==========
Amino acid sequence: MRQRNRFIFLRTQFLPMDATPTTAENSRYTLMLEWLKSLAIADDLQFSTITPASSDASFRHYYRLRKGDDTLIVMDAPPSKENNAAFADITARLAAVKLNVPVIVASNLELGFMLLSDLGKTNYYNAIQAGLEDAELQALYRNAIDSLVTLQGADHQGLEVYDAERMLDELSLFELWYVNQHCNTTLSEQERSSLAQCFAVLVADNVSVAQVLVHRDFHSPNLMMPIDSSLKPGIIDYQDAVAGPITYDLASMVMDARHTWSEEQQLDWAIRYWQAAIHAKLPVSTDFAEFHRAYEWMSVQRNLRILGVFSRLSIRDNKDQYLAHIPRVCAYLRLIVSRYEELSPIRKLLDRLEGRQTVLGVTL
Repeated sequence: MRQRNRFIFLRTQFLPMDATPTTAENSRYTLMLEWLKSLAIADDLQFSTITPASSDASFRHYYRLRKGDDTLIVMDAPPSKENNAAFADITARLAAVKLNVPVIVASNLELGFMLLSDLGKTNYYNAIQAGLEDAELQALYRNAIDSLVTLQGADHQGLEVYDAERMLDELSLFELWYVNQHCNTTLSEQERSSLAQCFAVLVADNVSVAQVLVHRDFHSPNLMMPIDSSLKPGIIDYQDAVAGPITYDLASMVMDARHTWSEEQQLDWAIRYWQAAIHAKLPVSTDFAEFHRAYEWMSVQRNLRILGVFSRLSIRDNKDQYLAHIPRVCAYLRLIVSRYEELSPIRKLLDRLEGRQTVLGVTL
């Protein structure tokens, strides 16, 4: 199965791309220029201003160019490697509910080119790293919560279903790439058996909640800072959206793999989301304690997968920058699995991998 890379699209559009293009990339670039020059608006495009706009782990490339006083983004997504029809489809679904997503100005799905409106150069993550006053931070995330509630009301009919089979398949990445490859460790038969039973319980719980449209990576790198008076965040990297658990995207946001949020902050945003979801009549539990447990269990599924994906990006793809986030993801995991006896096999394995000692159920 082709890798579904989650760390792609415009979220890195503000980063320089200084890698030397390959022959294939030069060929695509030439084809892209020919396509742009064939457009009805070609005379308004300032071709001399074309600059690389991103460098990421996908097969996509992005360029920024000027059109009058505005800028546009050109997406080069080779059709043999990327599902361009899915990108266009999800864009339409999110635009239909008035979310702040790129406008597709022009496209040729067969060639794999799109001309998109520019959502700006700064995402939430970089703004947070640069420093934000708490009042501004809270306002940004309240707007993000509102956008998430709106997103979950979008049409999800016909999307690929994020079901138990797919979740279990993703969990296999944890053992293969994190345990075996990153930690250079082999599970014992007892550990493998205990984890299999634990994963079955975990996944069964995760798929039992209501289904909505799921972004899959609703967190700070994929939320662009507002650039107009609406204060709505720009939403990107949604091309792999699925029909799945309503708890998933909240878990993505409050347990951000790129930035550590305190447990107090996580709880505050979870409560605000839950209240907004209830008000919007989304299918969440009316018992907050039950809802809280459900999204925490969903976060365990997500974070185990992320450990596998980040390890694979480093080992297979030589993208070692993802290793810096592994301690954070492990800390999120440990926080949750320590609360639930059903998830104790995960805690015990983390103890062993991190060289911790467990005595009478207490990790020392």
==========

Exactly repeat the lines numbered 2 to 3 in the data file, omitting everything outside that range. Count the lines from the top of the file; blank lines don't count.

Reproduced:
Repeated sequence: MRQRNRFIFLRTQFLPMDATPTTAENSRYTLMLEWLKSLAIADDLQFSTITPASSDASFRHYYRLRKGDDTLIVMDAPPSKENNAAFADITARLAAVKLNVPVIVASNLELGFMLLSDLGKTNYYNAIQAGLEDAELQALYRNAIDSLVTLQGADHQGLEVYDAERMLDELSLFELWYVNQHCNTTLSEQERSSLAQCFAVLVADNVSVAQVLVHRDFHSPNLMMPIDSSLKPGIIDYQDAVAGPITYDLASMVMDARHTWSEEQQLDWAIRYWQAAIHAKLPVSTDFAEFHRAYEWMSVQRNLRILGVFSRLSIRDNKDQYLAHIPRVCAYLRLIVSRYEELSPIRKLLDRLEGRQTVLGVTL
């Protein structure tokens, strides 16, 4: 199965791309220029201003160019490697509910080119790293919560279903790439058996909640800072959206793999989301304690997968920058699995991998 890379699209559009293009990339670039020059608006495009706009782990490339006083983004997504029809489809679904997503100005799905409106150069993550006053931070995330509630009301009919089979398949990445490859460790038969039973319980719980449209990576790198008076965040990297658990995207946001949020902050945003979801009549539990447990269990599924994906990006793809986030993801995991006896096999394995000692159920 082709890798579904989650760390792609415009979220890195503000980063320089200084890698030397390959022959294939030069060929695509030439084809892209020919396509742009064939457009009805070609005379308004300032071709001399074309600059690389991103460098990421996908097969996509992005360029920024000027059109009058505005800028546009050109997406080069080779059709043999990327599902361009899915990108266009999800864009339409999110635009239909008035979310702040790129406008597709022009496209040729067969060639794999799109001309998109520019959502700006700064995402939430970089703004947070640069420093934000708490009042501004809270306002940004309240707007993000509102956008998430709106997103979950979008049409999800016909999307690929994020079901138990797919979740279990993703969990296999944890053992293969994190345990075996990153930690250079082999599970014992007892550990493998205990984890299999634990994963079955975990996944069964995760798929039992209501289904909505799921972004899959609703967190700070994929939320662009507002650039107009609406204060709505720009939403990107949604091309792999699925029909799945309503708890998933909240878990993505409050347990951000790129930035550590305190447990107090996580709880505050979870409560605000839950209240907004209830008000919007989304299918969440009316018992907050039950809802809280459900999204925490969903976060365990997500974070185990992320450990596998980040390890694979480093080992297979030589993208070692993802290793810096592994301690954070492990800390999120440990926080949750320590609360639930059903998830104790995960805690015990983390103890062993991190060289911790467990005595009478207490990790020392």